"I wouldn't say so, Miss Fogg," Maurice was saying, frowning. "I could never had nailed those men as you did. My plan consisted merely of running away."

"And a damned good plan it was, too, but I'm very glad you didn't have to resort to it," Rebecca said, giving him a smile that turned the young man's face to bright scarlet.

"But why were you inventing the valet story, Maurice?" Passepartout asked. "Is it not being so strange a story to invent?"

"I thought it had a good chance, considering Jules... I mean, the nature of Monsieur Verne's relationship with the Foggs."

"An eccentric, but useful gift from an anonymous gentleman, mmh?" Rebecca said, eyes alight with mischief. "I think it was brilliant. What do you think, Phileas?"

"I would =never= resort to such a ridiculously contrived scheme, Rebecca," Phileas said, jerking his chin up and sniffing. "Of course, it would be in Verne's nature, as a writer, to fall for such a far-fetched and unlikely story."

"He thinks it was brilliant too," Rebecca said, stifling a laugh. "Well, Maurice, all I can say is that I'm damned glad you were there. Good job."

"Yes, that's the other thing," Jules said suddenly. "=Why= were you here? I mean, Rebecca discovered the plot to kill me when she deciphered those documents, but how did =you= know?"

Maurice blinked, "Well, isn't it obvious? Chatsworth sent me. Sir Jonathan Chatsworth, I should say."

There was a brief silence.

"Chatsworth," Phileas said, flatly.

"Chatsworth?" Rebecca exclaimed, with unflattering incredulity.

"Yes. He found out who the double agent was three days ago, and after the interrogation he called me to his office and gave me specific instructions to get to Paris as soon as I could and protect Monsieur Verne with my life. I have the dossier here; my instructions were to keep it with me at all times. It's very thorough."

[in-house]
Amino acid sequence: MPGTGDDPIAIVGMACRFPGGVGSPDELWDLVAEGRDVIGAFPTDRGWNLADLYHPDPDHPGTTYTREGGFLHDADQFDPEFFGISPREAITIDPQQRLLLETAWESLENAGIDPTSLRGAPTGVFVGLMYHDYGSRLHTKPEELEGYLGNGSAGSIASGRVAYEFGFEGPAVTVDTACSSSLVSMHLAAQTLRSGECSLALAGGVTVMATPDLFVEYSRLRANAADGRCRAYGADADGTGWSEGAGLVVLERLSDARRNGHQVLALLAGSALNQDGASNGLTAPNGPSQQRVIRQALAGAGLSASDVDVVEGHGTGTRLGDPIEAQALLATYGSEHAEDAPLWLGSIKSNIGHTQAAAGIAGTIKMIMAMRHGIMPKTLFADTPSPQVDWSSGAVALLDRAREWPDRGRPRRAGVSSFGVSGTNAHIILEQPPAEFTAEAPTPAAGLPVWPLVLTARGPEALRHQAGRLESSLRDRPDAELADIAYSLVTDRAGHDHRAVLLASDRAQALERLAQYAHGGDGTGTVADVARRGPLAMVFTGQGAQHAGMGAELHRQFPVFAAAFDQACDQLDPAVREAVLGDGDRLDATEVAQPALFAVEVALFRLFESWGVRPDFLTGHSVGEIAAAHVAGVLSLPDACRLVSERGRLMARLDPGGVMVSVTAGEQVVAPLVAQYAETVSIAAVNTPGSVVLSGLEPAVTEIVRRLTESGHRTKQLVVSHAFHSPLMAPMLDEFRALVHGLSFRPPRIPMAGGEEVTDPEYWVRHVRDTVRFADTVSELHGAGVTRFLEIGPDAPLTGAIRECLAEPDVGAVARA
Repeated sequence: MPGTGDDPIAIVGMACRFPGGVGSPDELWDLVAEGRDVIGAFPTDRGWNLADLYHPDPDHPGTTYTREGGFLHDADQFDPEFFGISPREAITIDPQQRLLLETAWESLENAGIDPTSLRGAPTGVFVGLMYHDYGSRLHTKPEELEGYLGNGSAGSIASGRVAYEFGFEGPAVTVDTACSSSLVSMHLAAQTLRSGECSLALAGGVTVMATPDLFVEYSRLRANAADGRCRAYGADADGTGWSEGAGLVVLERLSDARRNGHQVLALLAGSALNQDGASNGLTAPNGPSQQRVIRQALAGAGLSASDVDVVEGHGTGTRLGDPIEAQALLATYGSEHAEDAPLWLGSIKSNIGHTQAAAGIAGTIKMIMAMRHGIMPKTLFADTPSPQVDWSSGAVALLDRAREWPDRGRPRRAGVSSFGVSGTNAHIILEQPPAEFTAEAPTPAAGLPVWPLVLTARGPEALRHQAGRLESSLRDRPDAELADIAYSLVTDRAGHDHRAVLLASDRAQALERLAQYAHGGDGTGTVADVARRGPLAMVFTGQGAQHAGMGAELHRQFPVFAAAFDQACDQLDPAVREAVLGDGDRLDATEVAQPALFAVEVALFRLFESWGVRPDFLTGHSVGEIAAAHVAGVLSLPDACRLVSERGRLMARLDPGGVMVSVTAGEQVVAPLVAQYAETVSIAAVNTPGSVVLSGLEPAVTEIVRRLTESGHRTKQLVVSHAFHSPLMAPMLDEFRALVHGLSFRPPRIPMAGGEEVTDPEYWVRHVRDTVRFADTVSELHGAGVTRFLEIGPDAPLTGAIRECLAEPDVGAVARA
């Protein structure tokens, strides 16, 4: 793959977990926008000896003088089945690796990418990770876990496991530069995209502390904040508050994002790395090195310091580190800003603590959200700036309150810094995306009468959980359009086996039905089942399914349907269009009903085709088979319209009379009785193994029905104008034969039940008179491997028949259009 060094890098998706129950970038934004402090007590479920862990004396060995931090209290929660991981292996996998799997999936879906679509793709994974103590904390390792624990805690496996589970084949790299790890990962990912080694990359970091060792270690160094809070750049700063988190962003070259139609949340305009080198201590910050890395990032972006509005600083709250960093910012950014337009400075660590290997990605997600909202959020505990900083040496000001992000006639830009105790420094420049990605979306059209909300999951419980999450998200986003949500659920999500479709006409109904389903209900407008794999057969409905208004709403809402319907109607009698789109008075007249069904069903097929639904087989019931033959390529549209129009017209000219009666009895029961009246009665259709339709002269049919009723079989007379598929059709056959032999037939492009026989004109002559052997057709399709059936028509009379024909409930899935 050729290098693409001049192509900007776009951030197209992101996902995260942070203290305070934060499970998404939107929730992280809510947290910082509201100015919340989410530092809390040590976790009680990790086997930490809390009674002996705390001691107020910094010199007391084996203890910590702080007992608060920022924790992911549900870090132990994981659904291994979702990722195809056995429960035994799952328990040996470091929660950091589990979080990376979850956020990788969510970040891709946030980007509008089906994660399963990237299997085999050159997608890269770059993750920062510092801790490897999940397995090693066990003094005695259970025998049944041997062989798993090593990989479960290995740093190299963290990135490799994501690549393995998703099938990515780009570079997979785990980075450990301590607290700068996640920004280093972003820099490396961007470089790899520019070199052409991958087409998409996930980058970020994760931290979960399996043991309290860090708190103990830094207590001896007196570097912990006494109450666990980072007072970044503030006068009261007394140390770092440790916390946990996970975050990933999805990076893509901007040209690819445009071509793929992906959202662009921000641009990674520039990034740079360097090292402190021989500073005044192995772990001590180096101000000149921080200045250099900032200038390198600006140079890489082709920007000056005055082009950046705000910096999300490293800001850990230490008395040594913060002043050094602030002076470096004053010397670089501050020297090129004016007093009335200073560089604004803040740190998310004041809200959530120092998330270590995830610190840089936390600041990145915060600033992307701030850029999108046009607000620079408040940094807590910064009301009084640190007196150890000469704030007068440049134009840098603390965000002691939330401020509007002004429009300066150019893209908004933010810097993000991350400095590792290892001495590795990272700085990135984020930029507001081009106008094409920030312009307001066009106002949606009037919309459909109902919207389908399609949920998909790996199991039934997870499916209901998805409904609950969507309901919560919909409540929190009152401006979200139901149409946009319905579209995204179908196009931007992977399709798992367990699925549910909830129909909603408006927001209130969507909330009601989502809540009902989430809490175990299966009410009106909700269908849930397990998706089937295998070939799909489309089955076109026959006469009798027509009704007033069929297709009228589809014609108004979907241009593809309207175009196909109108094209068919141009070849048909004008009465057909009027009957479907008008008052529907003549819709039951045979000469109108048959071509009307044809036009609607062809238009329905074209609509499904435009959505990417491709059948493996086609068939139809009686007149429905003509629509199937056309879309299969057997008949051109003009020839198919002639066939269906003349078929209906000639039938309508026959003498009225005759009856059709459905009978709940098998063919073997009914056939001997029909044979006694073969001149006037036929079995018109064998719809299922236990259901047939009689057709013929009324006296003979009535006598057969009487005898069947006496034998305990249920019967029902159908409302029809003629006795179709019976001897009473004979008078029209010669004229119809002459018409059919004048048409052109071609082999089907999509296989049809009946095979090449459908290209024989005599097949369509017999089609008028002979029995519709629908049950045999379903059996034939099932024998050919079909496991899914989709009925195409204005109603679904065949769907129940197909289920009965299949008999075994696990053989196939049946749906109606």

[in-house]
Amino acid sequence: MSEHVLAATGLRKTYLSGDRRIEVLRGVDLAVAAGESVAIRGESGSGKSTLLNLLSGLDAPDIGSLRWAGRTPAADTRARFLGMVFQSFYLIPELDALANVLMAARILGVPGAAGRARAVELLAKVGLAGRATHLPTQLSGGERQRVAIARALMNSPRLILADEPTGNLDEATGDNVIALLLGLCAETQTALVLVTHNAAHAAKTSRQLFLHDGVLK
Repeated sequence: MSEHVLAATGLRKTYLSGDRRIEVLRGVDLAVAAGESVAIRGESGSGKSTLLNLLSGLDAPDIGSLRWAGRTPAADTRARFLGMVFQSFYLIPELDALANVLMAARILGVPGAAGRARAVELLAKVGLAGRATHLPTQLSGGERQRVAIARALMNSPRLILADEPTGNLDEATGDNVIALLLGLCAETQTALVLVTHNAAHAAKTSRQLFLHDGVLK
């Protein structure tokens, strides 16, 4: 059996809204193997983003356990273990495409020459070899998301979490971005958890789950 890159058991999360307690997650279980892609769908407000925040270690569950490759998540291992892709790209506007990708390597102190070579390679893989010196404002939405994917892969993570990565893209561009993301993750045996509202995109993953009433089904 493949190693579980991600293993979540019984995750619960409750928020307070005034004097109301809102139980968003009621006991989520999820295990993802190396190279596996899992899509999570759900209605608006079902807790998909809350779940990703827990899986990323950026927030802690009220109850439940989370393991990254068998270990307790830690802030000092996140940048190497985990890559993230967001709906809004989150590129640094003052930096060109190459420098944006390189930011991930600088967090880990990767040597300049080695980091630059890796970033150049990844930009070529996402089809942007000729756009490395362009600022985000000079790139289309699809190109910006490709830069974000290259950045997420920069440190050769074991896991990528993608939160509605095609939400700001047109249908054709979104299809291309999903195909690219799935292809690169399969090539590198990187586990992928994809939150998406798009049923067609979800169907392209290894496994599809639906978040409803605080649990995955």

"Well, well," Rebecca said, leafing through the dossier that Maurice gave her. "Who would have thought, eh, Phileas?"

"Chatsworth," Phileas said, in a still slightly shocked voice, "I'll be damned."

"Apparently he managed to see beyond the end of his own nose without my help," Rebecca said, tartly, but Phileas refused to be ruffled.

"I'm heartily glad that the only flash of genius Chatsworth's ever displayed was on your behalf, Verne," he said, and turning to Maurice he added, "and may I also say, glad that he happened to choose an excellent man for the assignment."

Maurice turned beet red this time, and coughed, and played with his lapels, and did all he could to avoid showing his embarrassment. When he looked up, he found the beaming face of Jules smiling at him.

"And may I add my thanks for saving my life, Maurice," he said, shaking his hand warmly. "If you're half as good an agent as you are a valet, the Service has quite an asset in you."

"Well, sir," Maurice said, his smile running from ear to ear, "I like to think that I do my job =properly=."

The End